About this tool

Company members participating in the CLP matching grant program can, working with their implementing partners in cocoa productivity and community development, use this tool to:

  • Increase internal organization gender capacity by identifying current gaps in that capacity. This could be done either by starting ‘from scratch’ or by building on current gender knowledge.
  • Integrate gender considerations into current activities, in order to increase their sustainability by leveraging increased gender capacity.
  • Identify opportunities to implement new gender-focused activities by leveraging increased gender capacity.
  • Establish a baseline to monitor progress on gender mainstreaming.
  • Conduct a monitoring or evaluation exercise to track performance compared to baseline.

How did this tool come about?

This tool is based on a rapid gender capacity assessment of ANADER’s2 field activities in Côte d’Ivoire, following Mars’ interest in identifying opportunities to mainstream gender into its Vision 4 Change project.

Steps to use this tool

Step 1: Prepare for the assessment

  • Develop an assessment work plan
  • Ensure buy-in from senior leadership
  • Brief staff on assessment procedure

Step 2: Review organizational documents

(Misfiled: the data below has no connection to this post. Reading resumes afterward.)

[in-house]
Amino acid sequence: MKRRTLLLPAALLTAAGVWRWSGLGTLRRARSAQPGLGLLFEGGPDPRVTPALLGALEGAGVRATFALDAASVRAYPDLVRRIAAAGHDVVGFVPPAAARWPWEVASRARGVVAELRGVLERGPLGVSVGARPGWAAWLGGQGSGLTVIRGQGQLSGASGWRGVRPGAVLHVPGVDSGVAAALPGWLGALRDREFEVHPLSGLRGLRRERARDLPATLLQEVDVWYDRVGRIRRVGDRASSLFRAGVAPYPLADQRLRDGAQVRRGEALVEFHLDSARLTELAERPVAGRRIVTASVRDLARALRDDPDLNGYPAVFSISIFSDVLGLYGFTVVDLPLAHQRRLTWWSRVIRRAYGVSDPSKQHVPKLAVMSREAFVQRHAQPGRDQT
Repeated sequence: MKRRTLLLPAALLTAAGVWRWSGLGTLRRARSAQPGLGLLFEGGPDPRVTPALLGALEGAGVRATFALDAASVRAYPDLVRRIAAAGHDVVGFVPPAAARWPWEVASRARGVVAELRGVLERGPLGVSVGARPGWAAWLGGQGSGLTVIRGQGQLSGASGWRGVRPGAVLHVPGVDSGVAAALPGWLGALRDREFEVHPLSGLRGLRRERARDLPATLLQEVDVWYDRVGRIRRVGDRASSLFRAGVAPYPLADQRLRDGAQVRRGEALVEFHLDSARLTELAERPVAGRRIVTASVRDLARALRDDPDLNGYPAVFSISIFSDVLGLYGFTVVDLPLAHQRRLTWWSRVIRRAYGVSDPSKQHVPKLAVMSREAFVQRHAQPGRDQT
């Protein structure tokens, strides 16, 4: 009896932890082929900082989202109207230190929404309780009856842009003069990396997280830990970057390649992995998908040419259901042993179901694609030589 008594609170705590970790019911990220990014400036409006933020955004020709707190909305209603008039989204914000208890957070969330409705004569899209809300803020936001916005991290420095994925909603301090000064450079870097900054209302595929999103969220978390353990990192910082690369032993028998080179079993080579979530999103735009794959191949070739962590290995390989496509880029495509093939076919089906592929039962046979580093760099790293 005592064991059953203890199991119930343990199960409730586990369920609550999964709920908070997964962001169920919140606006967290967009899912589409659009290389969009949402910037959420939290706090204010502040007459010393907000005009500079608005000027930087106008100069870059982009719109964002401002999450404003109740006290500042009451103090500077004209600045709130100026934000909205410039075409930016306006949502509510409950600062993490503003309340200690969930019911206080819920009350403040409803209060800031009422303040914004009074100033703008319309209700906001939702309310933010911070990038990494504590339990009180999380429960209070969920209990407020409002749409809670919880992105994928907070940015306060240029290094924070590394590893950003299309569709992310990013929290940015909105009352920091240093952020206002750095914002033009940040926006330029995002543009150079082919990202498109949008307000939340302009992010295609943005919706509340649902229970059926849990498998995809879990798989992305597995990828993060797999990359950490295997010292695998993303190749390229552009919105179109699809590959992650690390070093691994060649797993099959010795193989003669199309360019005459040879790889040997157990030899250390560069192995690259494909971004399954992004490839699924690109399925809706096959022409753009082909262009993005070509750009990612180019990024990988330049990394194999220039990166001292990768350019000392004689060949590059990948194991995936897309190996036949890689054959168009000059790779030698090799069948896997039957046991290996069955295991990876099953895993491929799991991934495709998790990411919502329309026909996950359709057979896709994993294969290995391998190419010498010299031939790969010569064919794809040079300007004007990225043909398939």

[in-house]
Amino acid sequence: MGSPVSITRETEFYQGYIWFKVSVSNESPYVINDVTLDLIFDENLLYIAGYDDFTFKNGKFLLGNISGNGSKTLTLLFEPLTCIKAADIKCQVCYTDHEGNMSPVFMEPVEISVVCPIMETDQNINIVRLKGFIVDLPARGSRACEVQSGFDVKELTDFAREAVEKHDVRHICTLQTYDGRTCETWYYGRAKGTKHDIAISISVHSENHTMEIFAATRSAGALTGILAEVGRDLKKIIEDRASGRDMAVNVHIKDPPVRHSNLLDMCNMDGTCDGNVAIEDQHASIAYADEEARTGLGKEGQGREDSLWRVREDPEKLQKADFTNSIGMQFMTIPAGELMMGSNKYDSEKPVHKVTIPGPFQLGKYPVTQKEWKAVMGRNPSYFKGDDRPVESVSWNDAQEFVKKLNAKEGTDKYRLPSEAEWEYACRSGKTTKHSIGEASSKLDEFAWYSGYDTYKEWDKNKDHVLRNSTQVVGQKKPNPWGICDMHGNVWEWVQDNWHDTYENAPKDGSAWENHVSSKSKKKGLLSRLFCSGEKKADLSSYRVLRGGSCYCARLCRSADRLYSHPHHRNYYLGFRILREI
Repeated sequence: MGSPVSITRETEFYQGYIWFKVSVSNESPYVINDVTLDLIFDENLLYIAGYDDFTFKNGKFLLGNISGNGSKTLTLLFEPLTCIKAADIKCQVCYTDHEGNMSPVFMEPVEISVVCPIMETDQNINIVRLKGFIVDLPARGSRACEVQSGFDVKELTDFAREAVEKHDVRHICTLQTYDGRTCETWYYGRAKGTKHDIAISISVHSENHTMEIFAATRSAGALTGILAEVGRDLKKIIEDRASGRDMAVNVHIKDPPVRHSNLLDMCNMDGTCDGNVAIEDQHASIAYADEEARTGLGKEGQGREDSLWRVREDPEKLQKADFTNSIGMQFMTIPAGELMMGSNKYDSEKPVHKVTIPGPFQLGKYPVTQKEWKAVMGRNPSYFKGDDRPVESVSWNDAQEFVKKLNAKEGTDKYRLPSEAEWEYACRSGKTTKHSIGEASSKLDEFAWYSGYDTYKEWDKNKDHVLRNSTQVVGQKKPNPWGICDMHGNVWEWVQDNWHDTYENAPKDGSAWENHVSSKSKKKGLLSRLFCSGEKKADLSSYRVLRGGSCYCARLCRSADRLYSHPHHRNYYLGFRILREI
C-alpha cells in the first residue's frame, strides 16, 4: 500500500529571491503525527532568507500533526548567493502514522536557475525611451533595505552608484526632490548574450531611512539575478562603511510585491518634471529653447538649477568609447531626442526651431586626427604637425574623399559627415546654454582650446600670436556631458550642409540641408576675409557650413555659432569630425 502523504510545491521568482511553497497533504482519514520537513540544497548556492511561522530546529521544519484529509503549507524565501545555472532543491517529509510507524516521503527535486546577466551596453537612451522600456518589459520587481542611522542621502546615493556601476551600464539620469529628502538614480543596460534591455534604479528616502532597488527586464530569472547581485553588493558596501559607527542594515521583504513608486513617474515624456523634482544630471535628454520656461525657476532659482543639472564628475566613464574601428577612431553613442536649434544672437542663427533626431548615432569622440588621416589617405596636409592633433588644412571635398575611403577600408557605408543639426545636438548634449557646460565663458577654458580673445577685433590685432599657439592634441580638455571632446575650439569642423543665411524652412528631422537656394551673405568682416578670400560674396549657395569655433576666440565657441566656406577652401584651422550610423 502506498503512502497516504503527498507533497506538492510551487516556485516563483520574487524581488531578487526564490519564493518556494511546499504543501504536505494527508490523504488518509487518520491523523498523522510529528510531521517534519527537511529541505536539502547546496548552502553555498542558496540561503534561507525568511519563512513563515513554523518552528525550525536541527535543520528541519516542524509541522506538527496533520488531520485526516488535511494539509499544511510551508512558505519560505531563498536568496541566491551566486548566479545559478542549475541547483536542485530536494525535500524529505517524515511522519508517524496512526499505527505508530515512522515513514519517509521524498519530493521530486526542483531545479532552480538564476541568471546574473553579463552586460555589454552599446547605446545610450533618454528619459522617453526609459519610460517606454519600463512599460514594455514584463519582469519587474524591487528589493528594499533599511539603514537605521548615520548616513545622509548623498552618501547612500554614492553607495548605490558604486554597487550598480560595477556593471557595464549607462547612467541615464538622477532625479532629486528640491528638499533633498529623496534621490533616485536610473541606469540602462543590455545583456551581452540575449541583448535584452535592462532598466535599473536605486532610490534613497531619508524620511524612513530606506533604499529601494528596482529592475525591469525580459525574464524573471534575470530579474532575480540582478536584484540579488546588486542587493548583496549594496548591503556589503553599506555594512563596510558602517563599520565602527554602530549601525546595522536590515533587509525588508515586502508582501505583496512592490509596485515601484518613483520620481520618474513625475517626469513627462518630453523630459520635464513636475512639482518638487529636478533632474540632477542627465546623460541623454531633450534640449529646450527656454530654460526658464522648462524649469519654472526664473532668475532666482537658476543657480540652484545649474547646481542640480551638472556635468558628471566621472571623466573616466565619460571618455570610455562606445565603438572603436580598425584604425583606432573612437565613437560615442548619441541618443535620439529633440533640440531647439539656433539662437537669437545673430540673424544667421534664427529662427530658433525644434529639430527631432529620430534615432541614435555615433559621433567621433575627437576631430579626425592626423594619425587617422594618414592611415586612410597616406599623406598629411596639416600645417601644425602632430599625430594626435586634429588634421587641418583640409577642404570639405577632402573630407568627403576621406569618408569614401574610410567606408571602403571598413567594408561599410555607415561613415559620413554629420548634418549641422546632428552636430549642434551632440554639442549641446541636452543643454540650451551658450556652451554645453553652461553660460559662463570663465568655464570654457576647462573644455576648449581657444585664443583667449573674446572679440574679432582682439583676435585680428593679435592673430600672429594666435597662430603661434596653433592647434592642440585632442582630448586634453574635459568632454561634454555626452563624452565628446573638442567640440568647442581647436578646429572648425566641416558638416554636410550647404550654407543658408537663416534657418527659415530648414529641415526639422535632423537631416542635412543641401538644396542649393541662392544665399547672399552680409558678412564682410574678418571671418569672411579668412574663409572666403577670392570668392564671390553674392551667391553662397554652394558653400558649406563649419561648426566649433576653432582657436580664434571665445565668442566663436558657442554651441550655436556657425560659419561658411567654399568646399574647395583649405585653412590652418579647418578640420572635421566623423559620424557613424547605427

• Review program and strategic documents to assess existing gender systems and activities

Step 3: Administer staff questionnaire

  • Solicit a breadth of staff perspectives and opinions through a written questionnaire

Step 4: Conduct focus group discussions

  • Discuss preliminary results from the assessment to increase the depth of responses

Step 5: Synthesize and share results

  • Analyze quantitative and qualitative data
  • Compare results from data sources to draw conclusions

Results

With the results of your gender capacity assessment, you can move forward to create a gender work plan, to build the capacity of your organization and mainstream gender in its field activities. The results from the assessment should help you identify the gaps in current initiatives and organizational processes for gender equality; many of the gender action items that can benefit your organization will become evident, based on feedback you received during the assessment process.